Sorry I got off topic.  We build piers for stability over the long term, and to take up little of the precious floor space in our observatories.   Floor space is especially lacking in small domes on round buildings the same size.  I experience that on a regular basis.  My little dome would be nearly unusable with a tripod.



#69 deonb

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Posted Today, 11:31 AM

Those are basically just rollerblade wheels. Is there a reason why one couldn't order replacements from Exploradome or find the same size on the internet. How often do rollers go bad anyway?

Who will replace them for you? 

 

But to answer your question - I had to take off a roller, add additional spacers, and put them back. Twice.

 

I would have been fairly stuck if the dome was just installed by someone else and I couldn't service it myself.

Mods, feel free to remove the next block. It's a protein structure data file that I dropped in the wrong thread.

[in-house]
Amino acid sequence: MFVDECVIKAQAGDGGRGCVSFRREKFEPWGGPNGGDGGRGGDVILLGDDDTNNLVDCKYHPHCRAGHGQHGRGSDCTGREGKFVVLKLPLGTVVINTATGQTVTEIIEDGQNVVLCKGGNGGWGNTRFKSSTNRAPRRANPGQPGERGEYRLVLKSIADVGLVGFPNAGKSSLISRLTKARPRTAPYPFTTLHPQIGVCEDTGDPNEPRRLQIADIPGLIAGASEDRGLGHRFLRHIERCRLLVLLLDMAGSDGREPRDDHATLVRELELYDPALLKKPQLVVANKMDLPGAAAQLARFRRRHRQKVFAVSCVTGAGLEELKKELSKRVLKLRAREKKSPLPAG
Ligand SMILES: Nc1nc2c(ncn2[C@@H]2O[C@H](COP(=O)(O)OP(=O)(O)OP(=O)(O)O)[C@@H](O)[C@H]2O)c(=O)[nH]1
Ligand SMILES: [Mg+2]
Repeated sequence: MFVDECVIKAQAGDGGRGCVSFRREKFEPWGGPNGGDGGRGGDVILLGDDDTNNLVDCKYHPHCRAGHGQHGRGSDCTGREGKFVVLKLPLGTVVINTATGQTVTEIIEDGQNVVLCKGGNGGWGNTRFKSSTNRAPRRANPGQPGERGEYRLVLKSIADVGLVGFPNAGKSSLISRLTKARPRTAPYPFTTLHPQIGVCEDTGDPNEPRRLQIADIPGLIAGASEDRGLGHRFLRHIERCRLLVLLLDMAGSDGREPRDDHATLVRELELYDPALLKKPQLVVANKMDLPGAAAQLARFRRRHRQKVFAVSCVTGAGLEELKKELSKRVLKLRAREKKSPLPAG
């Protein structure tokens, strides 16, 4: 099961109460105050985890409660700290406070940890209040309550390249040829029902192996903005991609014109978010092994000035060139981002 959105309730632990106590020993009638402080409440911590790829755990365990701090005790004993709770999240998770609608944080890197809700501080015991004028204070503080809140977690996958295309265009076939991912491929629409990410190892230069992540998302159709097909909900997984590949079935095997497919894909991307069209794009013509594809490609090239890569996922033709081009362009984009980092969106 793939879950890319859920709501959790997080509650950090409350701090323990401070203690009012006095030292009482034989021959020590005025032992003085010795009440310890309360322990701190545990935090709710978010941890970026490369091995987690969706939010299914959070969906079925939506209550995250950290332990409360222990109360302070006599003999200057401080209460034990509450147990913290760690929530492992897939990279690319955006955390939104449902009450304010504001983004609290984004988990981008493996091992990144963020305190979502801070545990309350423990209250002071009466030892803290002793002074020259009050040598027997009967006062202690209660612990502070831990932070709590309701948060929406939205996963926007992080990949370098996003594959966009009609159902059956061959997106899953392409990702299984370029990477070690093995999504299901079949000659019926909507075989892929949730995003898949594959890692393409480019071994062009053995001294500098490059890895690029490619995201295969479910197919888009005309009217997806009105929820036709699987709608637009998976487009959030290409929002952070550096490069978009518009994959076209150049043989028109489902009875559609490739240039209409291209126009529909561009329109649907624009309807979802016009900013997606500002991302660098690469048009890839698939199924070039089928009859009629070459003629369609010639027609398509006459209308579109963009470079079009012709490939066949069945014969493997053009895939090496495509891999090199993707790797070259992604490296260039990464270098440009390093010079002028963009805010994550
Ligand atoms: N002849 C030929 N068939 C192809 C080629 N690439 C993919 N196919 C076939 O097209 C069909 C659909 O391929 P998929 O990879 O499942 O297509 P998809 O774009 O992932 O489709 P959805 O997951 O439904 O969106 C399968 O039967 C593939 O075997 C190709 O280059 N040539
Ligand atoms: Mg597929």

Edited by deonb, Today, 11:39 AM.


#70 deonb

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Posted Today, 11:34 AM

How could I possibly plant a permanent concrete pier when I have no idea what future telescope I may want to put on it?

 

For the person who doesn't know what size pier they need:

 

http://piertechinc.c...ers/pier-tech-2


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#71 Ihtegla Sar

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Posted Today, 12:01 PM

Who will replace them for you? 

 

But to answer your question - I had to take off a roller, add additional spacers, and put them back. Twice.

 

I would have been fairly stuck if the dome was just installed by someone else and I couldn't service it myself.